The police set up a perimeter in Seminole Heights to find the killer | Twitter

The fourth in a string of murders has claimed the life of a 60-year old man, Ronald Felton, in Seminole Heights, Tampa, FL. Felton was reportedly on his way to the food bank where he helps set up at the church once or twice a week. Witnesses heard five shots and he was dead.

Seminole Heights is a small, distinct area in Tampa that has been plagued with several killings within a “10-block, 15-block block area” the mayor, Bob Buckhorn, told CNN. These murders have yet to be solved, though information about the suspect has slowly begun to emerge. He is described as being just over 6 feet tall, a thin, black male with a little lighter complexion and was captured on security camera (watch the video below). He was seen at the scene of Fulton’s murder.

He has been dubbed a serial killer by many news organizations, but it is a bit premature as the investigation has not been concluded and the killer has not been caught. After the first slew of killings, Mayor Buckhorn said that, “We’re not using the word ‘serial killer’ yet because we just don’t have enough evidence. We’re not afraid of that word–if we think that that’s true, we’ll be happy to say it. But we’ve got to connect the dots.”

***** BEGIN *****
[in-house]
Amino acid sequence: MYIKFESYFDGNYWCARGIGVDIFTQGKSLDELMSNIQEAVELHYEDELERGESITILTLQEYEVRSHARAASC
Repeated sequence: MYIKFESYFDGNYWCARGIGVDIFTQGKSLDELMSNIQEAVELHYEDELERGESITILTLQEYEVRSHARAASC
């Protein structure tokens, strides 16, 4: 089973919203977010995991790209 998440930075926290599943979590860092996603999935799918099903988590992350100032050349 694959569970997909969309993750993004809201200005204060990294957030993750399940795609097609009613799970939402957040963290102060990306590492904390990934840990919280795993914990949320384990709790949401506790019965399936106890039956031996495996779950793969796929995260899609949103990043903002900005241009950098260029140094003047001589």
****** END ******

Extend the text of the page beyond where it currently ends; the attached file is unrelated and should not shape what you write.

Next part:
Last month’s victims were killed on October 9, 11, and 19. Benjamin Mitchell, 22, was shot in front of his house; Monica Hoffa, 32, was found dead in a parking lot just half a mile away from where Mitchell was killed; Anthony Naiboa, 20, got on the wrong bus and was killed as he was headed to another bus stop. Police suspect the perpetrator to live in the same neighborhood as all these victims.

Video of the killer, courtesy of Tampa PD:

If these killings are connected as they appear to be, and the motive falls in line with the definition of a serial killer, there may be more attempts and Tampa residents ought to remain vigilant. Like “terrorist,” branding someone a “serial killer” before all the evidence comes to light is a dangerous assumption. Police still have to rule out some unseen connection between the victims, the motive behind the killer, or other evidence that might point them in another direction. While highly unlikely and almost absurd, it’s important that they investigate every case that thoroughly.

The FBI defines it this way: “Serial murder required a temporal separation between the different murders, which was described as: separate occasions, cooling-off period, and emotional cooling-off period.” The Seminole Heights killer, if connected to all four murders as expected, has most definitely had this “cooling-off period” as the last murder was almost an entire month ago. There is an official definition of “serial killings” by Congress, but in the FBI’s opinion that definition is “limited in its application.”